By Lauren Ferrone
Last updated on: April 3, 2019 at 10:31 am
By 2040, it’s predicted 4 out of every 10 vehicles on Australian roads will be autonomous. Despite South Australia fast-becoming a leader in the future of driverless vehicles, are we really ready for what’s coming?
Driverless trials making progress
In 2016, South Australia became the first state in the country to introduce a law allowing trials of driverless cars on open public roads. The law facilitates on-road trials, testing and development of driverless vehicles and other advanced automotive technology on SA roads.
Since 2016, a number of driverless vehicles have hit the streets. Last year, RAA partnered with Flinders Uni to run the Flinders Express – a driverless public electric shuttle – which began servicing Adelaide’s Tonsley Innovation District.
In late 2018, Olli – an autonomous vehicle built by US-based Local Motors – began a 6-month trial run along the Glenelg foreshore and was connected to a very smart bus stop that was a South Australian invention called the Matilda.
With a number of driverless vehicle trials already being held, there’s an urgent need to improve road infrastructure.
Safer roads, safer trials
So, where do we start? A good place is Dukes Hwy – the stretch of road between Murray Bridge and the Victorian border.
The notorious highway has long been on RAA’s list of deadliest state highways. Back in 2012, it was named among the 6 worst in the country.
If safety concerns can be addressed, however, RAA Future Mobility Expert Mark Borlace says the highway could remain important well into the coming decades.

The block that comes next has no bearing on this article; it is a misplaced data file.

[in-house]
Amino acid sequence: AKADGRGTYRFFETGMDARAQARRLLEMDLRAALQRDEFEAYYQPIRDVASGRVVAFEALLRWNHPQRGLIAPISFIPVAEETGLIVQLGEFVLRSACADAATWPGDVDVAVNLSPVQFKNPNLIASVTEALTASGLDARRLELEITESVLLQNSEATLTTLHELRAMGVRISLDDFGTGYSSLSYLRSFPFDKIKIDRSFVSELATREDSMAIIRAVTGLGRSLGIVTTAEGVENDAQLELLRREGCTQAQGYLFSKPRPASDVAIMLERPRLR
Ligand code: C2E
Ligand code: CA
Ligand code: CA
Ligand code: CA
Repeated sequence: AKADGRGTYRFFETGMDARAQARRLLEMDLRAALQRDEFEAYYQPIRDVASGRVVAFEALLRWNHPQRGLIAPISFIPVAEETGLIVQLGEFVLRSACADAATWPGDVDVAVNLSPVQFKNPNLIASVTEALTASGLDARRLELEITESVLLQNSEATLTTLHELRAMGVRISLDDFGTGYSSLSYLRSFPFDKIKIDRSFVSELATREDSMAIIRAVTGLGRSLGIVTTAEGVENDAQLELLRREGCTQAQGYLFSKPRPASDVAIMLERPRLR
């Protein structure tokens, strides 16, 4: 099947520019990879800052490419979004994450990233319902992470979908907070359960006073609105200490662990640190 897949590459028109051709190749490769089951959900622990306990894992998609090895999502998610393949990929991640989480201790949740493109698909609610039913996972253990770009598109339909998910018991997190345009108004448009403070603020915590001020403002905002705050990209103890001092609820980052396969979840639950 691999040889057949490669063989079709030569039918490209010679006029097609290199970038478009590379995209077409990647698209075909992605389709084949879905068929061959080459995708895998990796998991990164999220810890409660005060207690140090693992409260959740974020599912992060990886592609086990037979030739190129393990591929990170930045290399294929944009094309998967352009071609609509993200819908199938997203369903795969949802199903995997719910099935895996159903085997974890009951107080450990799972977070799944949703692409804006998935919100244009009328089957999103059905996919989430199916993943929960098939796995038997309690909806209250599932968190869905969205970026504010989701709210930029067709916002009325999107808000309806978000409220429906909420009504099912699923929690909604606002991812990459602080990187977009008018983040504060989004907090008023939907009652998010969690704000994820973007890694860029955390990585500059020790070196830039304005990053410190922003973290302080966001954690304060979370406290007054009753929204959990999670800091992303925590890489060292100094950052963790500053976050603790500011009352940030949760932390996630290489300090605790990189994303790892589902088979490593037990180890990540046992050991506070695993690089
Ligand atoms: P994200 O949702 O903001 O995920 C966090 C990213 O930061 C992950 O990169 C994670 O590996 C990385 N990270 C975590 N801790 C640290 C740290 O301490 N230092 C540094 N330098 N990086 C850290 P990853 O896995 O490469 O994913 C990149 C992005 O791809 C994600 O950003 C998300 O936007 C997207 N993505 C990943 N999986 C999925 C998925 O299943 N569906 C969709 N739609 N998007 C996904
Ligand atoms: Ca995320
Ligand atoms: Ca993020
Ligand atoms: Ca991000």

“There’s potential for Dukes Hwy to become a major strategic route for future autonomous freight operations between states,” he says.
“The road is largely straight and stretches some 189km, making it a solid candidate for both trials and operations.”
First we need to make it safer
As the federal election approaches, RAA is calling for the duplication of Dukes Hwy to make it safer for current traffic and future autonomous trials.
“There needs to be two lanes for traffic in each direction along the entire corridor between Adelaide and Melbourne,” Mr Borlace says.
“Not only will this prepare us for autonomous freight operations, but it will also combat the number of head-on crashes.”
We can’t do it alone
Mr Borlace adds collaboration will be key when educating road users about driverless technology, as well as the benefits of zero-emission vehicles.
“That’s a big part of the reason RAA is calling for a national scheme to ensure the government able to maintain and upgrade the transport network,” he says.
“This will help improve the quality, safety and efficiency of our roads for future generations.”